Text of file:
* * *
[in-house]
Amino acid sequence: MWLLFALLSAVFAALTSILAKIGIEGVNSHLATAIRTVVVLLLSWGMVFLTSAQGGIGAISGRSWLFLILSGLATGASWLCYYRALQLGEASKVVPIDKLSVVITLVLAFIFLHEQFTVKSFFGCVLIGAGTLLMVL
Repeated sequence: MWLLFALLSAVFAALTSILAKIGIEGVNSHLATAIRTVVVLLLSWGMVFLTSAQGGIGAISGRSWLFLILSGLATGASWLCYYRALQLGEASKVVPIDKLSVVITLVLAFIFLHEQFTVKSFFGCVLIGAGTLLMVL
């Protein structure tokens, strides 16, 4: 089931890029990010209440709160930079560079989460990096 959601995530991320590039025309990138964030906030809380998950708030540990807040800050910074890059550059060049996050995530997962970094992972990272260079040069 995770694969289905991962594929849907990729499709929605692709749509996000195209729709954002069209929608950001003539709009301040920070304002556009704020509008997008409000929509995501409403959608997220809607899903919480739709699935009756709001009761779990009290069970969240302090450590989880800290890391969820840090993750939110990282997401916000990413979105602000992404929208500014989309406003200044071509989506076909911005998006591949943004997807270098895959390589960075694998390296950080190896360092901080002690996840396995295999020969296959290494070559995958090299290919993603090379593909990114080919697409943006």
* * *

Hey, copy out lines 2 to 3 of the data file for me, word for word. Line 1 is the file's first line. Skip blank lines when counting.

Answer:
Amino acid sequence: MWLLFALLSAVFAALTSILAKIGIEGVNSHLATAIRTVVVLLLSWGMVFLTSAQGGIGAISGRSWLFLILSGLATGASWLCYYRALQLGEASKVVPIDKLSVVITLVLAFIFLHEQFTVKSFFGCVLIGAGTLLMVL
Repeated sequence: MWLLFALLSAVFAALTSILAKIGIEGVNSHLATAIRTVVVLLLSWGMVFLTSAQGGIGAISGRSWLFLILSGLATGASWLCYYRALQLGEASKVVPIDKLSVVITLVLAFIFLHEQFTVKSFFGCVLIGAGTLLMVL